Moron. There is no ‘integration debate’ in Sweden, since ‘multiculturalism’ has been inscribed into their constitution. Multiculturalism is diametrically opposed to integration.
No Ruben. Stating from the get-go that the Sweden Democrats are ‘anti-immigration’, a bodacious lie, is what passes for ‘normal political discussion’ by the main parties who hold a monopoly on political power, and the average Swede, who lives with the failed political decisions and policies of these repulsive ‘PC’ politicians, have had enough.
Mass immigration into a self deemed multicultural welfare state, which results in the failure of many immigrants to successfully integrate and eventually assimilate into society (and become an unproductive appendage of the welfare state, which like it or not, draws many who refuse to participate in society), is the fault of the failed policies of the main parties who maintain an iron grip (monopoly) on power, whether they’re the majority party or not.
‘Sweden’s integration debate skewed by political correctness’
Published: 24 Sep 2013 08:13 CET |
The fear of being labelled “politically incorrect” keeps Sweden’s main political parties from engaging in an honest debate about integration, and plays into the hands of the far-right, anti-immigration Sweden Democrats, argues contributor Ruben Brunsveld.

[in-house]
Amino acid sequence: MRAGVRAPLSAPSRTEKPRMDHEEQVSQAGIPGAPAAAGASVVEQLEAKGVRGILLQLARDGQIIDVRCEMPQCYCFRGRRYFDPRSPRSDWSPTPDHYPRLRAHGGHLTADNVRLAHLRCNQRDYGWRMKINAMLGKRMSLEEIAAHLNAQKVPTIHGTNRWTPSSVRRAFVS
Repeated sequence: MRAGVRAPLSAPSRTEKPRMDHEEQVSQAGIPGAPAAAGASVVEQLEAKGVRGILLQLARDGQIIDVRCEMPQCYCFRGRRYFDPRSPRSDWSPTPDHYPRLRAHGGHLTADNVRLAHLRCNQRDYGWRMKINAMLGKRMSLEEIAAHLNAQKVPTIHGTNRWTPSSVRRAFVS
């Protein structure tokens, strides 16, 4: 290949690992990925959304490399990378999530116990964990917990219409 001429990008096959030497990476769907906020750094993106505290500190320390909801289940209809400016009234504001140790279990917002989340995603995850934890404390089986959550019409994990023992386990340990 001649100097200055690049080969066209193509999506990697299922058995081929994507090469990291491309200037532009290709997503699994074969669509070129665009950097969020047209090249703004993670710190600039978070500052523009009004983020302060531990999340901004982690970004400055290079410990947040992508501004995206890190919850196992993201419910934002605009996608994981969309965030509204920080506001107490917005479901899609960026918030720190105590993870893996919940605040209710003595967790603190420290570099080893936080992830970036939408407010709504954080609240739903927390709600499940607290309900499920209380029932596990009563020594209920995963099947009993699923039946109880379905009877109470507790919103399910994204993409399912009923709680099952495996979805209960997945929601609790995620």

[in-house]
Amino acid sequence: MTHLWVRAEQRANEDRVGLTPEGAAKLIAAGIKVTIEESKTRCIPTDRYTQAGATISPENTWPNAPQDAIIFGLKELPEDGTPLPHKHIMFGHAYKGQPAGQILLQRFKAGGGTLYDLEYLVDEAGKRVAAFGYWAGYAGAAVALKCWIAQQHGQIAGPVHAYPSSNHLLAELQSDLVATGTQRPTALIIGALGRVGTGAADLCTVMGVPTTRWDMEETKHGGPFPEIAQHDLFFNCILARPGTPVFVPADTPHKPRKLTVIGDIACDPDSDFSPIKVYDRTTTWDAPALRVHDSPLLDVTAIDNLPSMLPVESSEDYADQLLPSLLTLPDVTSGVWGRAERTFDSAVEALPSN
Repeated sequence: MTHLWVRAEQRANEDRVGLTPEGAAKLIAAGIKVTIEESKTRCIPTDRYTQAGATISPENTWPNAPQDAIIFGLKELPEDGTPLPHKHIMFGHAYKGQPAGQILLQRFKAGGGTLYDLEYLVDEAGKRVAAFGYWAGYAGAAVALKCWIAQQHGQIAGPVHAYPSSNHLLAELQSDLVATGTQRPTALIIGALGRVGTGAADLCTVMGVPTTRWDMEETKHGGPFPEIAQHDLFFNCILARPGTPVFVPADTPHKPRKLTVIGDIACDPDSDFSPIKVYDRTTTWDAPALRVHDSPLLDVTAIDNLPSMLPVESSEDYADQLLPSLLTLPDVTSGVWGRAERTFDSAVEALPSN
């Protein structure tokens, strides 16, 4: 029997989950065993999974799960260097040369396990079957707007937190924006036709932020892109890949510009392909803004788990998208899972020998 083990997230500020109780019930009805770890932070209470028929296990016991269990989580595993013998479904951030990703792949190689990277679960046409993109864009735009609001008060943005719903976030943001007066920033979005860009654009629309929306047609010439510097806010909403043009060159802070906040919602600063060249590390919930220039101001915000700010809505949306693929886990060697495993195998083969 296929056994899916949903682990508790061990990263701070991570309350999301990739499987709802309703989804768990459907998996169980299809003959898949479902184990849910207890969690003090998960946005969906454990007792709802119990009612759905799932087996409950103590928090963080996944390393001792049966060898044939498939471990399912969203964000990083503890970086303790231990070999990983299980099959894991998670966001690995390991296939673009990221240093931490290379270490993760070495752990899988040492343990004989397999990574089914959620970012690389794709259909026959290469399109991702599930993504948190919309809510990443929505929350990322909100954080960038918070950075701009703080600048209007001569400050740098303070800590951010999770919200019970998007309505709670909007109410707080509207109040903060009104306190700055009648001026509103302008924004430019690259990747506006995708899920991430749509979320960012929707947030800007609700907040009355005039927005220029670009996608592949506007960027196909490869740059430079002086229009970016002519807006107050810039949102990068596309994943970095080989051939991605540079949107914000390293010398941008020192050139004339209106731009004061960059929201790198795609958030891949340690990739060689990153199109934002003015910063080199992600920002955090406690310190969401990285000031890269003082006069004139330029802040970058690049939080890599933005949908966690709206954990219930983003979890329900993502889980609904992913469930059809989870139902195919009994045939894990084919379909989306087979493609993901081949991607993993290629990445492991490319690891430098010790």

On August 19th, local politician and human rights activist Robert Hannah came out of the closet in dramatic fashion by publishing an article in the Dagens Nyheter (DN) newspaper with the headline “From now on I will be myself”.
The article made waves as it was not only a personal story about his decision to come out as a homosexual, but also a public denouncement of the honour culture still prevalent in some parts of the Assyrian immigrant culture in which he was raised. Since then, the waves have become stronger as both support for and the attacks on Hannah have grown in intensity. His article exposed Sweden’s sensitive nerve of political correctness for what it really is: a self-imposed straight jacket.
Since he went public and shared his experiences as a gay man living under the moral oppression of the Assyrian honour culture, it seems the strongest criticism he has faced has come from within the ranks of Sweden’s left-wing progressives. He has been accused of feeding xenophobia, abusing rhetorical techniques to “win a debate” and of using his own personal experiences as scientifically unsound evidence for making generic statements about immigrants. In short he has been accused of playing straight into the hands of the extreme right.
Ironically enough, this almost Pavlovian reaction by the politically correct establishment is reminiscent of a mantra employed by former US President George W. Bush which later became known as the Bush Doctrine: you’re either with us or against us.
It denies the reality that the world of immigration and integration is not black and white but one with at least 50 shades of grey. Worse than that, it prevents an open and honest debate about the challenges of integration. These challenges are not only about honour violence, women’s rights, and individual freedoms. They also include language training, housing, and social integration, just to name a few. And the solution cannot be one; they must be many, taking into account the vast array of talents, skills, and backgrounds of immigrants of all different kinds.